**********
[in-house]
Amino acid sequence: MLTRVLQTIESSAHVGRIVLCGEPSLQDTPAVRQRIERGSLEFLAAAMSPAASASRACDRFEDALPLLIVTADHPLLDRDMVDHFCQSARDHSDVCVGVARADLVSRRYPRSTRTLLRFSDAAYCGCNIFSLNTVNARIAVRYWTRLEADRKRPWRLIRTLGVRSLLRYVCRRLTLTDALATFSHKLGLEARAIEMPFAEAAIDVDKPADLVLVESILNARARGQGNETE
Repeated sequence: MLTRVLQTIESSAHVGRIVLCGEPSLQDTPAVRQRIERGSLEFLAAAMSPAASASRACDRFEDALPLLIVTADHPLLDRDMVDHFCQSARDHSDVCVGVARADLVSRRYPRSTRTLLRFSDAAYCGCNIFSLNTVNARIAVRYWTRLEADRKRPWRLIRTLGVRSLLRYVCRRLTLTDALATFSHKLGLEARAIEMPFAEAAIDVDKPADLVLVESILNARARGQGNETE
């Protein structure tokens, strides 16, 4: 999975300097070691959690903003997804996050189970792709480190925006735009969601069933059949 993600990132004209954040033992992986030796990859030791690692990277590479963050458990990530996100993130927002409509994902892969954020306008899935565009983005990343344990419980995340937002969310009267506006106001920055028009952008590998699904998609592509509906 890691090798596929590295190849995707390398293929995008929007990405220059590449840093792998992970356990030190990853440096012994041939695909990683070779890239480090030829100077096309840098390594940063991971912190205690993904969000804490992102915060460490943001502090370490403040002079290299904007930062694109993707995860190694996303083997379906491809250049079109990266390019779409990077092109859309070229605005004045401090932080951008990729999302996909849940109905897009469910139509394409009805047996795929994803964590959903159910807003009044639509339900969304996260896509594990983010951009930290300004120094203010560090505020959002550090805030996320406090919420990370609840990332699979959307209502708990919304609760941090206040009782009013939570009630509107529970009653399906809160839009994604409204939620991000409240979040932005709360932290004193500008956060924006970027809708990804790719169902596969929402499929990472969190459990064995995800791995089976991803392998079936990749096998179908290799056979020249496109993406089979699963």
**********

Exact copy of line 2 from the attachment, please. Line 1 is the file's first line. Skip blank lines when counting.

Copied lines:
Amino acid sequence: MLTRVLQTIESSAHVGRIVLCGEPSLQDTPAVRQRIERGSLEFLAAAMSPAASASRACDRFEDALPLLIVTADHPLLDRDMVDHFCQSARDHSDVCVGVARADLVSRRYPRSTRTLLRFSDAAYCGCNIFSLNTVNARIAVRYWTRLEADRKRPWRLIRTLGVRSLLRYVCRRLTLTDALATFSHKLGLEARAIEMPFAEAAIDVDKPADLVLVESILNARARGQGNETE